When President Donald Trump accepted the resignation of Attorney General Jeff Sessions the day after the midterm elections and promptly named Sessions’ Chief of Staff Matt Whitaker to serve temporarily as an unconfirmed acting attorney general, Democrats wasted no time in launching a full-on assault against the new pick.
Some have suggested that Whitaker is too partisan to head the Department of Justice. Other Democrat activists have also dug up “evidence” to prompt a federal inquiry into possible Hatch Act violations by Whitaker.
The federal Office of Special Counsel — a completely separate entity than the Robert Mueller special counsel probe investigating alleged Russian election interference — is looking into whether fairly recent contributions into an old campaign fund for Whitaker violated the Hatch Act, which restricts certain political activities for federal employees.
Hatch Act violations?
Primarily at issue for the Office of Special Counsel investigation are four donations totaling about $8,800, made in early 2018 to the old 2014 campaign fund that still remained following Whitaker’s unsuccessful bid for a Senate seat from Iowa.
Liberal-leaning watchdog group American Oversight filed a complaint with the Office of Special Counsel alleging Hatch Act violations in relation to those recent donations. Though the office has confirmed that it will look into the matter, it is noteworthy that the office can only recommend disciplinary action to the Department of Justice — now headed by Whitaker himself — and not take any such actions on its own.
Austin Evers, executive director of American Oversight, told CNN, “After years of being completely dormant and only after he joined Jeff Sessions’ office as chief of staff, Whitaker’s campaign started receiving a cluster of contributions. It appears to violate the black-letter law of the Hatch Act.”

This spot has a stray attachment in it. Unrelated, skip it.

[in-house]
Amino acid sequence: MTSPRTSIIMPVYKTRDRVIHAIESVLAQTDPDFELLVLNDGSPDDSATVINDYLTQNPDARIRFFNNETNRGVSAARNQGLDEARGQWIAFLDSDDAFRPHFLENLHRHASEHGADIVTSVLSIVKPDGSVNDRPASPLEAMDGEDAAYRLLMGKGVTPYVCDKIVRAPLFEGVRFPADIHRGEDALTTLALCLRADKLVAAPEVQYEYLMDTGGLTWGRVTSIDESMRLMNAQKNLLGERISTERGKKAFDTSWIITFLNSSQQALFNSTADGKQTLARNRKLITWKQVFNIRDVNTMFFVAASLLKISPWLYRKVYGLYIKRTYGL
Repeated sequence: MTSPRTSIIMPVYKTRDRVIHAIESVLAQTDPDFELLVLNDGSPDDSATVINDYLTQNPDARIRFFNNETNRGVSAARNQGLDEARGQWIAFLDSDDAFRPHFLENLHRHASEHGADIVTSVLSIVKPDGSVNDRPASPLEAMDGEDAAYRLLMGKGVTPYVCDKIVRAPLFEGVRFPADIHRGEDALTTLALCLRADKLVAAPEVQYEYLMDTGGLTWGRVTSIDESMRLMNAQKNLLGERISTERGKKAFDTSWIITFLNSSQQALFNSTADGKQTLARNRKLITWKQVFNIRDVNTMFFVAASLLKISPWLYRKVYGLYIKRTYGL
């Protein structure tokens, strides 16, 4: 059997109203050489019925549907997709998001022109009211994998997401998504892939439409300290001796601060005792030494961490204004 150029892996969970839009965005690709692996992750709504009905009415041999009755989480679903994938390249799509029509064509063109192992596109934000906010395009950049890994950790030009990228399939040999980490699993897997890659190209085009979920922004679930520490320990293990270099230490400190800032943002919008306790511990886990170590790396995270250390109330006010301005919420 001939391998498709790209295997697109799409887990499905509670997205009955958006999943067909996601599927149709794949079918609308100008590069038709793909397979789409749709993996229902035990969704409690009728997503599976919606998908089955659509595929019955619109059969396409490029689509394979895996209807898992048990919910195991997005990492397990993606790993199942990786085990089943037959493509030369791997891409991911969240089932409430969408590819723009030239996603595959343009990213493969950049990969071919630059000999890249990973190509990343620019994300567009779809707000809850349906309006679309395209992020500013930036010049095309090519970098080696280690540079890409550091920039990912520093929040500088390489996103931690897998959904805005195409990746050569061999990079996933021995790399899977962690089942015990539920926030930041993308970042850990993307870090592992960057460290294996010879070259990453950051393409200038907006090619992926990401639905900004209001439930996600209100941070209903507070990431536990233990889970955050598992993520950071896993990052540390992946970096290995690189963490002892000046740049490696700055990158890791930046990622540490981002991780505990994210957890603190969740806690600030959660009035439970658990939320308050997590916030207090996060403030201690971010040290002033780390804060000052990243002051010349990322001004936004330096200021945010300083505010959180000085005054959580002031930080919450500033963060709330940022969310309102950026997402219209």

CNN tracked down the former treasurer of Whitaker’s failed Senate campaign, former Whitaker law partner William Gustoff, who said the recent donations had not been solicited by him or Whitaker, explained that the 2014 campaign fund had remained active in order to pay back Whitaker for funds he loaned his own campaign, and noted that he’d had no contact with any of the donors.
Partisan political activities
Other separate issues that Whitaker’s opponents hope to use against him include the $900,000 in compensation he received in 2016-2017 from a non-profit group known as The Foundation for Accountability and Civic Trust.
Another issue is Whitaker’s prior political activities — as far back as 2008, when he was a U.S. Attorney in Iowa — such as registering, but not using, political website domain names, which could call into question his impartiality and level of partisanship.
Along those lines, Whitaker has also faced withering criticism from Democrats for opinionated commentary he delivered as a civilian in recent years with regard to the alleged crimes of former Secretary of State Hillary Clinton and the need to limit the scope of the Mueller investigation.
Those last two reasons — a stated desire to see Clinton prosecuted and Mueller reined in — are what is really at issue here with Whitaker’s critics, as they fear he will proceed with prosecution against Clinton — as well as others in her orbit — and either undermine or completely end the Mueller probe.
The allegations of Hatch Act violations and prior partisan activity are merely a smokescreen and an attempt to discredit Whitaker in a nakedly partisan bid to protect Clinton and Mueller, as if past attorney generals weren’t totally partisan themselves, such as Eric Holder or Loretta Lynch.
Whether that effort succeeds at knocking Whitaker out of DOJ action remains to be seen.